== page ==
People in angry crowds shout all kinds of things, as anyone who has ever covered a protest rally can tell you.
What do you quote? What do you elect not to quote? Do you quote the sane people, to make the protesters look better, more sympathetic? Do you focus on the hotheads, so that the public will know the true range of emotions and opinions present in this event and in its cause?
Recently, there was a sobering test case of this puzzle, an anti-Israel protest in Fort Lauderdale, Fla., that produced one of those hot -- literally -- quotes that rocketed across the Web or, at least, parts of the Web. Here's the piece of Joseph Abram's report for Fox News that was at the heart of the firestorm:
... (Some) protesters at this rally in Fort Lauderdale, Fla., took their rhetoric a step further, calling for the extermination of Israel -- and of Jews.
Separated by battle lines and a stream of rush-hour traffic outside a federal courthouse last week, at least 200 pro-Palestinian demonstrators faced off against a smaller crowd of Israel supporters. Most of the chants were run-of-the-mill; men and women waving Palestinian flags called Israel's invasion of Gaza a "crime," while the pro-Israel group carried signs calling the Hamas-run territory a "terror state."
But as the protest continued and crowds grew, one woman in a hijab began to shout curses and slurs that shocked Jewish activists in the city, which has a sizable Jewish population.
"Go back to the oven," she shouted, calling for the counter-protesters to die in the manner that the Nazis used to exterminate Jews during the Holocaust. "You need a big oven, that's what you need," she yelled.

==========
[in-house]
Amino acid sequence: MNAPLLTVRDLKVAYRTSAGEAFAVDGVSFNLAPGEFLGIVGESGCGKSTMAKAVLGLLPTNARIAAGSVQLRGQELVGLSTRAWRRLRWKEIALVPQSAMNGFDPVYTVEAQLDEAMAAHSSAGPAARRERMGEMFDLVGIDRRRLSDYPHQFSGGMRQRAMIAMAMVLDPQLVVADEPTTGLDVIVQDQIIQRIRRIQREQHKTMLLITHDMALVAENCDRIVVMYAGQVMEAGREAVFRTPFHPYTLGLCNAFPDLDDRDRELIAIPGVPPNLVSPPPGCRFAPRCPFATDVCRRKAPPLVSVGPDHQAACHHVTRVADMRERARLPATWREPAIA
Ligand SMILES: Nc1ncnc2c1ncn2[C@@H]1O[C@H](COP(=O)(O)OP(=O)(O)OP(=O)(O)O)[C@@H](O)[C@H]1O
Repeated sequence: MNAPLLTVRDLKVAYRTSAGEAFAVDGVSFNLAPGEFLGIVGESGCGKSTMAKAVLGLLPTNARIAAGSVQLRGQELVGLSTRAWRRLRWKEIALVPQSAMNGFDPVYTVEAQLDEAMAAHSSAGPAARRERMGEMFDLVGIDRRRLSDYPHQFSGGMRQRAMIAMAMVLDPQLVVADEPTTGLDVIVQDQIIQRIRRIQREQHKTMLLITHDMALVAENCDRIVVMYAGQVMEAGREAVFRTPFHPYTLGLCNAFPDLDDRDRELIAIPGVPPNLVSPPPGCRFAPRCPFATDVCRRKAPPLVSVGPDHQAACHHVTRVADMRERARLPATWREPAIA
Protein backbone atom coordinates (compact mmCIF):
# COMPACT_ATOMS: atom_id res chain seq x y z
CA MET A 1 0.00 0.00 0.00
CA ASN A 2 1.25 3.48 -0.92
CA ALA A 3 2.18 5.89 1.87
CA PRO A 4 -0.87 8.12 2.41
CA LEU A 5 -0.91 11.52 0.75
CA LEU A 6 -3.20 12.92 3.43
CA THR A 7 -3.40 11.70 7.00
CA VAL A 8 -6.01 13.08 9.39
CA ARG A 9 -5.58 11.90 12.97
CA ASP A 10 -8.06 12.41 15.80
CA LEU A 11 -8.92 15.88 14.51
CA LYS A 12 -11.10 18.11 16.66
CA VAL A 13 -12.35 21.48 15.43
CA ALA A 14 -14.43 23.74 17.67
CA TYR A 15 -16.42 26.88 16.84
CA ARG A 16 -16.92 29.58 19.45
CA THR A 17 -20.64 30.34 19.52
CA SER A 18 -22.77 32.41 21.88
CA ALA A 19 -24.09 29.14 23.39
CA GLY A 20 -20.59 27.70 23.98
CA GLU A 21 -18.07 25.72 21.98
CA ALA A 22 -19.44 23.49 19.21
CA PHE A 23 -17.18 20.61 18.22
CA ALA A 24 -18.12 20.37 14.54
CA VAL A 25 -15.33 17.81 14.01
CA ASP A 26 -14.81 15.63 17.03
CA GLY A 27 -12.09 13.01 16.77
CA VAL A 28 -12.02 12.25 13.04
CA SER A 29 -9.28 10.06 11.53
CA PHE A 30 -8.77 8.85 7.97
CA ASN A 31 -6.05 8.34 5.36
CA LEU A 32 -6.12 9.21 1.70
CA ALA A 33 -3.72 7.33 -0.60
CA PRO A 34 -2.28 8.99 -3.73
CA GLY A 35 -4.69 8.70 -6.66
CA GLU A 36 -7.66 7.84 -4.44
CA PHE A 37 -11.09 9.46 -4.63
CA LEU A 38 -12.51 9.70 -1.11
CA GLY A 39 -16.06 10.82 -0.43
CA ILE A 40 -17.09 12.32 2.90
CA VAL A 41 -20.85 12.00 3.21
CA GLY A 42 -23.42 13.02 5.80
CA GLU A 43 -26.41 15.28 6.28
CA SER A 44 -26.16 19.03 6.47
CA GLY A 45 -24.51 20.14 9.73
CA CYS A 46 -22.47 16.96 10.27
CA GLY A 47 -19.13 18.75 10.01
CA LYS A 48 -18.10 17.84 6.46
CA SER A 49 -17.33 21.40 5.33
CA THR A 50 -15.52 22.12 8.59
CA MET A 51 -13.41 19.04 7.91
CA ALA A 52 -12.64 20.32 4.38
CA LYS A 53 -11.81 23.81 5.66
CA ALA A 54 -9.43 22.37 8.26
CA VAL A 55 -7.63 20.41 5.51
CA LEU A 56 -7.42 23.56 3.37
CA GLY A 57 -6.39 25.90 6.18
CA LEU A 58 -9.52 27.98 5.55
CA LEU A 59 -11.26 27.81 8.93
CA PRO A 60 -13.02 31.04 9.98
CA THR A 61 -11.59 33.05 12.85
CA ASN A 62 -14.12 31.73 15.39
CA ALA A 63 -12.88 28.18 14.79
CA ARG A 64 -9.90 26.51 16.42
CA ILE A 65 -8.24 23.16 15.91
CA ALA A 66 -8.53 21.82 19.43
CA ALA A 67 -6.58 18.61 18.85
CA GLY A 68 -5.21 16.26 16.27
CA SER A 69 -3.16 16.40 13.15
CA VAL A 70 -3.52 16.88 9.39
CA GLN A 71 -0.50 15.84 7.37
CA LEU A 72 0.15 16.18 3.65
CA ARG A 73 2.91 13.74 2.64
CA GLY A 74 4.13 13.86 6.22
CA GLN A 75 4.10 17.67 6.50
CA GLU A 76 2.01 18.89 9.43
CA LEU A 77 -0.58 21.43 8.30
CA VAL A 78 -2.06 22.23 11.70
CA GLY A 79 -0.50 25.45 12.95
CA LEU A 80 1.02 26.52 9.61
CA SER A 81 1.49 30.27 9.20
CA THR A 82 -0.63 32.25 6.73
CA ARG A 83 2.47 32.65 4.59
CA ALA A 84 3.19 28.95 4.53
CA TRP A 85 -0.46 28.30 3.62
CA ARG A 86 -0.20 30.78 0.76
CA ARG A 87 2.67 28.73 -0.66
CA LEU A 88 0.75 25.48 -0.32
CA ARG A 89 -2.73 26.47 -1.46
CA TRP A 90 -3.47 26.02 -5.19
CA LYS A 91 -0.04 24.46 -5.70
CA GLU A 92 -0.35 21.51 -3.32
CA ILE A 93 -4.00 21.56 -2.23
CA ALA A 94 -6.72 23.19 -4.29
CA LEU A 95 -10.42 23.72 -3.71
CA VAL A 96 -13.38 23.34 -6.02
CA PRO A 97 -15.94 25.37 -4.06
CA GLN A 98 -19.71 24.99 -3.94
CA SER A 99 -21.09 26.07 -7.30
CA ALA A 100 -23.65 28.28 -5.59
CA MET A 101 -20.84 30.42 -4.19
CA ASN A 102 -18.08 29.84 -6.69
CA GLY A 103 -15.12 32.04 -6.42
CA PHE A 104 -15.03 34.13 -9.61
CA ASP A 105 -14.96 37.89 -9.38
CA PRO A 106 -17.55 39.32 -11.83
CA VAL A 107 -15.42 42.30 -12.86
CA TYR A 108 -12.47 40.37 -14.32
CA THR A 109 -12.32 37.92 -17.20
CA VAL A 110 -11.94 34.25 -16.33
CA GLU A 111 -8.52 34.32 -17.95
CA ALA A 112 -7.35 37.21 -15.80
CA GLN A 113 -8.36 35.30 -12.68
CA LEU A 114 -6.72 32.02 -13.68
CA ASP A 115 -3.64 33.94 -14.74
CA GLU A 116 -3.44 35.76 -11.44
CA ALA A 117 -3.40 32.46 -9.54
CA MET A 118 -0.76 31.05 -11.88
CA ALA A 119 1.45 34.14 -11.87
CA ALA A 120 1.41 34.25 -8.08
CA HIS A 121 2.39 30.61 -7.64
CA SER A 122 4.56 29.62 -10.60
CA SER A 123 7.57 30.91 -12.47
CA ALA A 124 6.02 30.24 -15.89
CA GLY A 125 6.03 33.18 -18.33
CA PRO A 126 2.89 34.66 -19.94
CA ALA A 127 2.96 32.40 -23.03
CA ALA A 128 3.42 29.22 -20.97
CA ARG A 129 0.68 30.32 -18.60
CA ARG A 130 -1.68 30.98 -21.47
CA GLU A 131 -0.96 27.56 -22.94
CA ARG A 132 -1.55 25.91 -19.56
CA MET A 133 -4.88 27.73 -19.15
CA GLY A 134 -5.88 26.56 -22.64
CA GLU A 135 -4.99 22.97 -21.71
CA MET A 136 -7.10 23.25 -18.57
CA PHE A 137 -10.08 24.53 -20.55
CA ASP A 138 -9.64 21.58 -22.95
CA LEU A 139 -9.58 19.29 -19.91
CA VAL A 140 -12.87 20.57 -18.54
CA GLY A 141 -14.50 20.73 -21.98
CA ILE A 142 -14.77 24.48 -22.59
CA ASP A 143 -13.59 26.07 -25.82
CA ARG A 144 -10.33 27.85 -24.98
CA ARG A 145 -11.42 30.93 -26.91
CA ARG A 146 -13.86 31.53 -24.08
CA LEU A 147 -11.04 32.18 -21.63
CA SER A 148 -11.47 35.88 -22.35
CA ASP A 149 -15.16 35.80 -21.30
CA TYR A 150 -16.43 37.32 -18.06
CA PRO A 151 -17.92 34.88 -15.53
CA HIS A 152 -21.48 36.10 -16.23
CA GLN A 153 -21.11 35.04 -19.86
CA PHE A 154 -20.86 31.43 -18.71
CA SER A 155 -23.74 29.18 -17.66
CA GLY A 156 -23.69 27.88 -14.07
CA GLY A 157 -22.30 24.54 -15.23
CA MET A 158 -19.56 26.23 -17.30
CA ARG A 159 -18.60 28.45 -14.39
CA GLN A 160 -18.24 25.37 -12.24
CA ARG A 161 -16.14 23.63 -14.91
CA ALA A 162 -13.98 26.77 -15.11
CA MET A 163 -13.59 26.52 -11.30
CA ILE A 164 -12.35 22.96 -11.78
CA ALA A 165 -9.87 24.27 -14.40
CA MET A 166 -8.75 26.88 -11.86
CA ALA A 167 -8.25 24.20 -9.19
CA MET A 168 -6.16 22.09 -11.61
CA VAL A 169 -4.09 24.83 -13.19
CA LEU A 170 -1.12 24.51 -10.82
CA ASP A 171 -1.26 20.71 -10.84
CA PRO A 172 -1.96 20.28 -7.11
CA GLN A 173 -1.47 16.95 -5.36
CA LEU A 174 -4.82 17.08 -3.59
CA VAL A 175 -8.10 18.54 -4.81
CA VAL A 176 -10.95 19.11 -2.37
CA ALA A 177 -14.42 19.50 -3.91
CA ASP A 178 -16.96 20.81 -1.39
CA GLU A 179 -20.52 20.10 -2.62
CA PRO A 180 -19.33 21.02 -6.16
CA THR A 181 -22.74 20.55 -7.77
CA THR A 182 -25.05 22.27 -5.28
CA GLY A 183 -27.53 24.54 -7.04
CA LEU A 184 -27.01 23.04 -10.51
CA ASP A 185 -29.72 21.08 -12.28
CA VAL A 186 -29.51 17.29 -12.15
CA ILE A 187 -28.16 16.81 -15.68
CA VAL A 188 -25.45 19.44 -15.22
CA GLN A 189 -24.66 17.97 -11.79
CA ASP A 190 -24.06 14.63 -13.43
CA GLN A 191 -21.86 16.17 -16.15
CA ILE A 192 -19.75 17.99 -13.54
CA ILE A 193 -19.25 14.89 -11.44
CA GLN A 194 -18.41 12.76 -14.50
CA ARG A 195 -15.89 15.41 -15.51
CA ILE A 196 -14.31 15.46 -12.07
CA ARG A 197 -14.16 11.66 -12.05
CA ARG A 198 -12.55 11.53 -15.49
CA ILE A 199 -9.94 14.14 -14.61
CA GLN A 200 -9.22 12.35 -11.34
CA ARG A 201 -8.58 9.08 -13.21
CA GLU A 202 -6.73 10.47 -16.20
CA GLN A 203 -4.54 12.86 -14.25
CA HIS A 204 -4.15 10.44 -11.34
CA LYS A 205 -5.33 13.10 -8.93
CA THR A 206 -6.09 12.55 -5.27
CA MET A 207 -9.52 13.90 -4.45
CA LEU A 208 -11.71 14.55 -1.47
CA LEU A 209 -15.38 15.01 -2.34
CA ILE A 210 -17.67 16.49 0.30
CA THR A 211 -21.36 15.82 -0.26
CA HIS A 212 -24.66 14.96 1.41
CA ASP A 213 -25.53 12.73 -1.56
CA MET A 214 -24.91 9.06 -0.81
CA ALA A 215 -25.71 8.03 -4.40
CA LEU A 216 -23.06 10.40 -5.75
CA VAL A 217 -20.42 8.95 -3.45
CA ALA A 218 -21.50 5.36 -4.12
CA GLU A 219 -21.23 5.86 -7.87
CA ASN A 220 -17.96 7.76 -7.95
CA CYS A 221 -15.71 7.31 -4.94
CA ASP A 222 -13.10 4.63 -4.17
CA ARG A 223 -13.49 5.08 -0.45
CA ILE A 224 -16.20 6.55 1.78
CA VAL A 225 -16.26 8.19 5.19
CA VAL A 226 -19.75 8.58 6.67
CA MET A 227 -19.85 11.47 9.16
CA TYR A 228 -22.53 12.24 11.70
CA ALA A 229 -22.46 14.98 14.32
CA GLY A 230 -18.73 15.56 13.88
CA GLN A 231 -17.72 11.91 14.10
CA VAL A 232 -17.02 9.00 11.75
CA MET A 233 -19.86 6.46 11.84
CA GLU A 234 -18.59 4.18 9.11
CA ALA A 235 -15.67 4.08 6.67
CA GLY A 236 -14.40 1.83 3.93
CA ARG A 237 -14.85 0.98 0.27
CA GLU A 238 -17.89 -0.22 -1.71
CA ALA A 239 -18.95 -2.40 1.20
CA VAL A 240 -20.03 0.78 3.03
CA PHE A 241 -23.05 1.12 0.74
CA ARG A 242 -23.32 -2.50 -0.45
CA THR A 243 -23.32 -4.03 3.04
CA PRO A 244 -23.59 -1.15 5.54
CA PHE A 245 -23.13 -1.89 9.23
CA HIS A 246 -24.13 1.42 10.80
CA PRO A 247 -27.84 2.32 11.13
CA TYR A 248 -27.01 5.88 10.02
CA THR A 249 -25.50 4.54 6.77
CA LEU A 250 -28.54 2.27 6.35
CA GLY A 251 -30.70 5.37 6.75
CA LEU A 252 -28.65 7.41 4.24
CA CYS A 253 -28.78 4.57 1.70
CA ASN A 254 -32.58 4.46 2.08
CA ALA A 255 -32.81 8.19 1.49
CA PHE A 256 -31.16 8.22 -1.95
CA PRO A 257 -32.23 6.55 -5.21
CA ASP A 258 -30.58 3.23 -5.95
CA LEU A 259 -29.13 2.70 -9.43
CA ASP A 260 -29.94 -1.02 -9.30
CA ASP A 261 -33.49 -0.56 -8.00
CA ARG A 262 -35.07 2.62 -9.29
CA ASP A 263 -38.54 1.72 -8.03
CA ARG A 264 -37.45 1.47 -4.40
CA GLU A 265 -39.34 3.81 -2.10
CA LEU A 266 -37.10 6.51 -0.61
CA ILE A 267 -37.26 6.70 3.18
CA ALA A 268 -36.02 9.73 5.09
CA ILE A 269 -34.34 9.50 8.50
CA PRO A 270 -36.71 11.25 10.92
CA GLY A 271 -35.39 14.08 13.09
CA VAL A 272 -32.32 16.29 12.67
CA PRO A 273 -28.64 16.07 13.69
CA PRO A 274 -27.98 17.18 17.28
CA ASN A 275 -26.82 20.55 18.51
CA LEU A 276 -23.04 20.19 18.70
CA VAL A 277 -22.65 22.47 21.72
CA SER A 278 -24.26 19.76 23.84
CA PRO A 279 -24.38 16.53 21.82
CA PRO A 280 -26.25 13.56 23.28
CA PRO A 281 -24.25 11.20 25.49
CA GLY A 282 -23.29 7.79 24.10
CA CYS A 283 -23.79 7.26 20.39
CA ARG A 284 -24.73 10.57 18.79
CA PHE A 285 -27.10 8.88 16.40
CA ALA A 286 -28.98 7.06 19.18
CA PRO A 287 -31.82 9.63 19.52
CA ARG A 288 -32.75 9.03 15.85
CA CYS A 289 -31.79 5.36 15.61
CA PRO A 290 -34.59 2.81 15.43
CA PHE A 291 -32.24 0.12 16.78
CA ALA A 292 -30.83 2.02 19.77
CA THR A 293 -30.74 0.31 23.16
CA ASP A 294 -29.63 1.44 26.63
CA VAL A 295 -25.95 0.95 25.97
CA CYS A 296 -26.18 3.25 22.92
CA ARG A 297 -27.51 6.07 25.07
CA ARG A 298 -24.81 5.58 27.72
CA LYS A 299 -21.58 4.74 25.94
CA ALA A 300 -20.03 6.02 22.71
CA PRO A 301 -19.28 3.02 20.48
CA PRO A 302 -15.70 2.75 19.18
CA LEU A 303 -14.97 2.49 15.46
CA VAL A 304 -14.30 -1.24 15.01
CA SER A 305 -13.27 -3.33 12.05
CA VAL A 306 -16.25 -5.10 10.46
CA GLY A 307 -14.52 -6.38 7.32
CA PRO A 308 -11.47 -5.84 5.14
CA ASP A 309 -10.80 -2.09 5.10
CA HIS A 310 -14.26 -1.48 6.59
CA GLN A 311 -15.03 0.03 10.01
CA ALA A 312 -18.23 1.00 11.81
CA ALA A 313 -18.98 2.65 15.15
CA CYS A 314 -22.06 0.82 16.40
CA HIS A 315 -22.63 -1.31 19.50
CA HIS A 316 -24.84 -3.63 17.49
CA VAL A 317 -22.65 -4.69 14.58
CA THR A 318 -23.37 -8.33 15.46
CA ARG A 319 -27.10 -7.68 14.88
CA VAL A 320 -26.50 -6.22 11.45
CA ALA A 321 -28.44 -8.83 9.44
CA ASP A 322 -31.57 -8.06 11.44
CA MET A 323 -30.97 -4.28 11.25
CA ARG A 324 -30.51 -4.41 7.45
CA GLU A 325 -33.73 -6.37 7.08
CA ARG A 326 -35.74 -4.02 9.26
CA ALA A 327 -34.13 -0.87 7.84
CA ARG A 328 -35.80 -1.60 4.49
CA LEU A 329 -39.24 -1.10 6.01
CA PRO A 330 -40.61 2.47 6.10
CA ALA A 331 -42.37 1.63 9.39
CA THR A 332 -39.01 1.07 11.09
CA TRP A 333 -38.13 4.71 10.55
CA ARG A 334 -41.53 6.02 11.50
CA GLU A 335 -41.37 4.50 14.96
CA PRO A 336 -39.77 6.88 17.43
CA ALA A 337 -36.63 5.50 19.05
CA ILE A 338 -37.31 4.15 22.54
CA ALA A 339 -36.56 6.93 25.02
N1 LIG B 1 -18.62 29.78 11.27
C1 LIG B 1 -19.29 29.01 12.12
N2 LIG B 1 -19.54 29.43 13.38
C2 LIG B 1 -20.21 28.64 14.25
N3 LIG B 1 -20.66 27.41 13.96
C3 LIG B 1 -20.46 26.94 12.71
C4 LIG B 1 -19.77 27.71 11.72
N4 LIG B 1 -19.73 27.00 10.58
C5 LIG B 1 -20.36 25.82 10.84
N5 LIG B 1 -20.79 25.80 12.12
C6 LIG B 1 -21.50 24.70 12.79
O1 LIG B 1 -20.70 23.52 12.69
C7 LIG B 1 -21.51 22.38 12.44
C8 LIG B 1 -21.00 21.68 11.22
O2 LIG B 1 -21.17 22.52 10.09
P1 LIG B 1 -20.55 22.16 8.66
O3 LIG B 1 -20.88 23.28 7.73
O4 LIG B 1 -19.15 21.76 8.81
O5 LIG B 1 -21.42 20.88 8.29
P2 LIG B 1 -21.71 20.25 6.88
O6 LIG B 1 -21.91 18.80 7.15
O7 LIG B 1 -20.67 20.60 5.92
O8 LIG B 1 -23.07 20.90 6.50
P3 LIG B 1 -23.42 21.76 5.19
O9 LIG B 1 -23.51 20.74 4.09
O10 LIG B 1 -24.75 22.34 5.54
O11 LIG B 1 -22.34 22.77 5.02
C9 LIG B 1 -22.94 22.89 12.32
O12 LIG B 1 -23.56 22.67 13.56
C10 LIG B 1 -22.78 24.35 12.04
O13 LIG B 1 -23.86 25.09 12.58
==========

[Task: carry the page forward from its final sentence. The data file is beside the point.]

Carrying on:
After that kind of language, the rest of the report is pretty predictable.
However, if you lived in South Florida and happened to read about this protest in the local Sun-Sentinel, this is what you learned about that same event and the rhetoric of the protesters. First we read this:
Protesters waving Palestinian flags and shouting "Free Palestine" squared off against supporters of Israel outside Fort Lauderdale's courthouse ... over four days of warfare in the Gaza Strip.
And later there is this:
Pro-Palestinian demonstrators called on the United States to stop aid to Israel. Ahmad Suid of Naples brought his 8-year-old son and 9- and 10-year-old daughters to the rally holding signs saying "Stop the Genocide" and "I'm not a terrorist."
"This is absolutely inhumane," Suid said. "This is a modern-day holocaust."
Now, there is a chance -- of course -- that one reporter heard the "Go back to the oven" quote and the other did not.
Still, I will raise the obvious question: Was this Holocaust reference something that worthy of news print? How about that second holocaust -- small "h" -- quote? Is there anyone else out there who thinks that journalists covering this event needed to use BOTH?